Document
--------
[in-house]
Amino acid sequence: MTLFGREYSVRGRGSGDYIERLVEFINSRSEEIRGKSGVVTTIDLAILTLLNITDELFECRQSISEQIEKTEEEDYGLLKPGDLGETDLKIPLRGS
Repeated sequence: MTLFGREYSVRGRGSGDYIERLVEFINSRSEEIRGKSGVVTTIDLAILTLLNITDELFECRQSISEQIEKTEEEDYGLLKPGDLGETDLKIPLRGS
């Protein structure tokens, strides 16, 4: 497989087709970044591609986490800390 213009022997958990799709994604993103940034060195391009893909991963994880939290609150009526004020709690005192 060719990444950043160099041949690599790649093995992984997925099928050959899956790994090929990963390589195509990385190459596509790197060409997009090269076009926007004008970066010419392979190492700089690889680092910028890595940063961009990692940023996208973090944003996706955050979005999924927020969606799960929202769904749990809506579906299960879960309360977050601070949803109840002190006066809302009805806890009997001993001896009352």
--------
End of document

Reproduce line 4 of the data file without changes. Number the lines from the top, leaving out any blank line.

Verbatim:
């Protein structure tokens, strides 16, 4: 497989087709970044591609986490800390 213009022997958990799709994604993103940034060195391009893909991963994880939290609150009526004020709690005192 060719990444950043160099041949690599790649093995992984997925099928050959899956790994090929990963390589195509990385190459596509790197060409997009090269076009926007004008970066010419392979190492700089690889680092910028890595940063961009990692940023996208973090944003996706955050979005999924927020969606799960929202769904749990809506579906299960879960309360977050601070949803109840002190006066809302009805806890009997001993001896009352």